“He said, ‘Aren’t you sup­posed to marry a boy?’” Skillin re­called. “I said, ‘Most peo­ple, boys and girls marry, but it does hap­pen when boys marry boys and girls marry girls, and that okay.’ We have very open dis­cus­sions about that. I’ve been very open with him.”

Skillin re­mem­bers a mid­dle-school class­mate who used to be teased be­cause she had two moth­ers, but said, “I think we’ve made great move­ments to­ward equal­ity and peo­ple be­com­ing more and more ac­cept­ing.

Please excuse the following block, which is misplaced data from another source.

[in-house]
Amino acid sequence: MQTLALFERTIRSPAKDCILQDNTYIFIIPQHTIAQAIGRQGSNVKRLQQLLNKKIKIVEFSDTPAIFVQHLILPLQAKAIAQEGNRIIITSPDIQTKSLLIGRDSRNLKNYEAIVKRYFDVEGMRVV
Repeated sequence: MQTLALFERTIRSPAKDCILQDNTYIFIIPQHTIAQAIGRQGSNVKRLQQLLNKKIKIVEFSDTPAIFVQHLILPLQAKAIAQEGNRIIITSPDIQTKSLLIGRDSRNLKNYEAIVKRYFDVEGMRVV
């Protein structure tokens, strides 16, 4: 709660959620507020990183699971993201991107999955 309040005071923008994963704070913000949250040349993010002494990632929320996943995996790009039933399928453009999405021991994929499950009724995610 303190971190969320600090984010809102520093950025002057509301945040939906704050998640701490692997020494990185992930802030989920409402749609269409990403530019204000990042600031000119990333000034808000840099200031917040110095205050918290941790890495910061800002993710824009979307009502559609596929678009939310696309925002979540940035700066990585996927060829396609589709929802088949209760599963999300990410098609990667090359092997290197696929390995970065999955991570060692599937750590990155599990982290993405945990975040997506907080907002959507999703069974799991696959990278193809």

“Liv­ing in the Bi­ble Belt, you wouldn’t ex­pect too many peo­ple to be ac­cept­ing, but I’ve been see­ing it at my son’s day­care, and his friend’s par­ents,” said Skillin, who lives in Bu­ford. “It’s been a lot eas­ier than I would have ex­pected it to be.”

Please see



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Kris­ten Skillen (above) says she has not ex­pe­ri­enced dis­crim­i­na­tion as a sin­gle les­bian mom rais­ing her young son. Ebonee Woodruff-Barnes (be­low, right with part­ner Tonie To­bias) raised her two sons in the 1980s, and says she is much more out as a par­ent now that she is rais­ing her great­niece, Nyk­isha. (Courtesy pho­tos)